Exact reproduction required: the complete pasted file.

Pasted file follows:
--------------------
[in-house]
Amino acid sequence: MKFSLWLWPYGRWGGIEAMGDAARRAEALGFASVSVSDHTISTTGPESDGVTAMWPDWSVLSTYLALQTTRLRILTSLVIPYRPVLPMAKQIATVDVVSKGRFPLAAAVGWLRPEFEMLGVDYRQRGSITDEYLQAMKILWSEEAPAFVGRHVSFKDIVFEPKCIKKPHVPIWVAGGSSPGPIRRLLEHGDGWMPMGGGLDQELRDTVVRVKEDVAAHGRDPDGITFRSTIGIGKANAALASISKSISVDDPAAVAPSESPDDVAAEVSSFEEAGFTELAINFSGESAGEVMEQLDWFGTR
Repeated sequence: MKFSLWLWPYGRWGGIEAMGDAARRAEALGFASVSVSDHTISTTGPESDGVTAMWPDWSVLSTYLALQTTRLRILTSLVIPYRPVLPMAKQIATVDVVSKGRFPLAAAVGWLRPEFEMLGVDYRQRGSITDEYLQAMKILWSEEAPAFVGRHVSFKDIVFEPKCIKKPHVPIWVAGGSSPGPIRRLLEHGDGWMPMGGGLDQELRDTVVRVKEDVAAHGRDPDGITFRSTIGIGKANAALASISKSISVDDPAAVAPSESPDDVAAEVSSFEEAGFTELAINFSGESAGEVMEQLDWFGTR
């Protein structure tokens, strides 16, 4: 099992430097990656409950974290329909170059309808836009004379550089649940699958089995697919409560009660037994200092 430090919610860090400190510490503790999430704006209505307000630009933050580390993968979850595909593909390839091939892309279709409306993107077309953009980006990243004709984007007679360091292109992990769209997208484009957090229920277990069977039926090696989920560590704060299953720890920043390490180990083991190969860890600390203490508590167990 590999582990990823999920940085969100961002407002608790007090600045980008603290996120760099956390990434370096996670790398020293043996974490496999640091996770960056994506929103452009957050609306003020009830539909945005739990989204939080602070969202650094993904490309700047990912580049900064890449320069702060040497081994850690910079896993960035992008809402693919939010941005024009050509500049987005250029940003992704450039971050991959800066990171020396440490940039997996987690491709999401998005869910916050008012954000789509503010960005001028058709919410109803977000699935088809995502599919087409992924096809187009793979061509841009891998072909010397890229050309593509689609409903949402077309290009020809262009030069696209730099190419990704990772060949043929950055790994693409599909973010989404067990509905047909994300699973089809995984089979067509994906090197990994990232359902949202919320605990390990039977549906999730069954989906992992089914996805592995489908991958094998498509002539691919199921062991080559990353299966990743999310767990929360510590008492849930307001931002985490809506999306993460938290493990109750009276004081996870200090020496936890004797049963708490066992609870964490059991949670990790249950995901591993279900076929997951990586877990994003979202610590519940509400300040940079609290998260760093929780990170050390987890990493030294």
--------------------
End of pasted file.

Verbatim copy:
[in-house]
Amino acid sequence: MKFSLWLWPYGRWGGIEAMGDAARRAEALGFASVSVSDHTISTTGPESDGVTAMWPDWSVLSTYLALQTTRLRILTSLVIPYRPVLPMAKQIATVDVVSKGRFPLAAAVGWLRPEFEMLGVDYRQRGSITDEYLQAMKILWSEEAPAFVGRHVSFKDIVFEPKCIKKPHVPIWVAGGSSPGPIRRLLEHGDGWMPMGGGLDQELRDTVVRVKEDVAAHGRDPDGITFRSTIGIGKANAALASISKSISVDDPAAVAPSESPDDVAAEVSSFEEAGFTELAINFSGESAGEVMEQLDWFGTR
Repeated sequence: MKFSLWLWPYGRWGGIEAMGDAARRAEALGFASVSVSDHTISTTGPESDGVTAMWPDWSVLSTYLALQTTRLRILTSLVIPYRPVLPMAKQIATVDVVSKGRFPLAAAVGWLRPEFEMLGVDYRQRGSITDEYLQAMKILWSEEAPAFVGRHVSFKDIVFEPKCIKKPHVPIWVAGGSSPGPIRRLLEHGDGWMPMGGGLDQELRDTVVRVKEDVAAHGRDPDGITFRSTIGIGKANAALASISKSISVDDPAAVAPSESPDDVAAEVSSFEEAGFTELAINFSGESAGEVMEQLDWFGTR
């Protein structure tokens, strides 16, 4: 099992430097990656409950974290329909170059309808836009004379550089649940699958089995697919409560009660037994200092 430090919610860090400190510490503790999430704006209505307000630009933050580390993968979850595909593909390839091939892309279709409306993107077309953009980006990243004709984007007679360091292109992990769209997208484009957090229920277990069977039926090696989920560590704060299953720890920043390490180990083991190969860890600390203490508590167990 590999582990990823999920940085969100961002407002608790007090600045980008603290996120760099956390990434370096996670790398020293043996974490496999640091996770960056994506929103452009957050609306003020009830539909945005739990989204939080602070969202650094993904490309700047990912580049900064890449320069702060040497081994850690910079896993960035992008809402693919939010941005024009050509500049987005250029940003992704450039971050991959800066990171020396440490940039997996987690491709999401998005869910916050008012954000789509503010960005001028058709919410109803977000699935088809995502599919087409992924096809187009793979061509841009891998072909010397890229050309593509689609409903949402077309290009020809262009030069696209730099190419990704990772060949043929950055790994693409599909973010989404067990509905047909994300699973089809995984089979067509994906090197990994990232359902949202919320605990390990039977549906999730069954989906992992089914996805592995489908991958094998498509002539691919199921062991080559990353299966990743999310767990929360510590008492849930307001931002985490809506999306993460938290493990109750009276004081996870200090020496936890004797049963708490066992609870964490059991949670990790249950995901591993279900076929997951990586877990994003979202610590519940509400300040940079609290998260760093929780990170050390987890990493030294």